Homework Load Adds to Kids' Strain

July 26, 2018
Editor: Liu Yang

In its first report on the quality of China's nine-year compulsory education, the Ministry of Education has found that primary and middle school students are under great academic pressure, with many spending hours each day on homework.

The report, released on July 25, was based on a survey of 572,314 fourth-and eighth-grade students between 2015 and 2017 by the ministry's National Assessment Center for Education Quality.

Questionnaires were also sent to 19,346 primary and middle school principals and 147,610 teachers.

More than 30 percent of fourth-graders surveyed said they spent more than half an hour doing mathematics homework each day. For Chinese language, 40 percent spent at least half an hour, the report said. For eighth-graders, it was 50.2 percent and 45.5 percent respectively.

Some students spent more time. For example, the survey found that 8.7 percent of fourth-grade students spend more than two hours a day on Chinese language homework.

More than 30 percent of students said they felt great academic pressure, and almost half of eighth-grade students found mathematics difficult to learn, prompting many children to attend after-school training classes, the report said.

It found that 43.8 percent of fourth-grade students attended after-school math tutoring classes.

In the older category, 23.4 percent of eighth-grade students attended math tutoring classes.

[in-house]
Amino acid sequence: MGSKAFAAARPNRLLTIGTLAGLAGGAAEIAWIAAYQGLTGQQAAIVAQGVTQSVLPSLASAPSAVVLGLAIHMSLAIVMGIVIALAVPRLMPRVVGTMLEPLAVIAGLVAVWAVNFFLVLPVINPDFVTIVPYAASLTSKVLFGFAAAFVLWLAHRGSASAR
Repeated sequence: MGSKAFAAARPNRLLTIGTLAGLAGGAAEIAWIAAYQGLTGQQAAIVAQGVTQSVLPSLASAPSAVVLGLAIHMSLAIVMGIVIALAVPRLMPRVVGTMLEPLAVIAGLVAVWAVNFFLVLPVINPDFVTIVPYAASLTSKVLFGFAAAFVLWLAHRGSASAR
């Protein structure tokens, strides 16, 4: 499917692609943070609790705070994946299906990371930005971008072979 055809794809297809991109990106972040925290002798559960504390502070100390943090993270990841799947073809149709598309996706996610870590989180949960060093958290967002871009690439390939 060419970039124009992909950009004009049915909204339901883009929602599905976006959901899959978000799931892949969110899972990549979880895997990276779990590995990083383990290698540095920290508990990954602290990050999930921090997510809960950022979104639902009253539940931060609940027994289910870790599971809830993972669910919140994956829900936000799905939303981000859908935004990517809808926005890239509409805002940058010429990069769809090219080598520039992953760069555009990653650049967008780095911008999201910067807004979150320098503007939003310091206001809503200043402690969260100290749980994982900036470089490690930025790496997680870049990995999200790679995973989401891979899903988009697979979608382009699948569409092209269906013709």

Last year, the ministry released a guideline saying that families and schools must cooperate to guarantee 10 hours of sleep for primary students and nine hours of sleep for middle school students. However, the report found that only 30 percent of fourth-graders sleep more than 10 hours, and only 16.6 percent of eighth-grade students sleep nine hours.

To relieve students' academic burdens, the ministry has released several guidelines since February to regulate after-school training institutions for primary and middle school students.

As of June, more than 200,000 after-school tutoring institutions were checked nationwide. More than 12,000 of them changed their programs to be compatible with school schedules, according to the education ministry.

Yang Dongping, dean of the 21st Century Education Research Institute, said the root cause of high pressure for primary and secondary students is the unbalanced allocation of educational resources, leading to intense competition.

Competition starts at a young age, with many parents doing whatever it takes to enroll their children in the best kindergartens. This, in turn, leads to easier access to better primary and secondary schools and then to better universities, which get the best teachers and most resources, Yang said.

"Compulsory education should not only be free but, more important, free of entrance exams" to get into the next level of school, Yang said.

(Source: China Daily)

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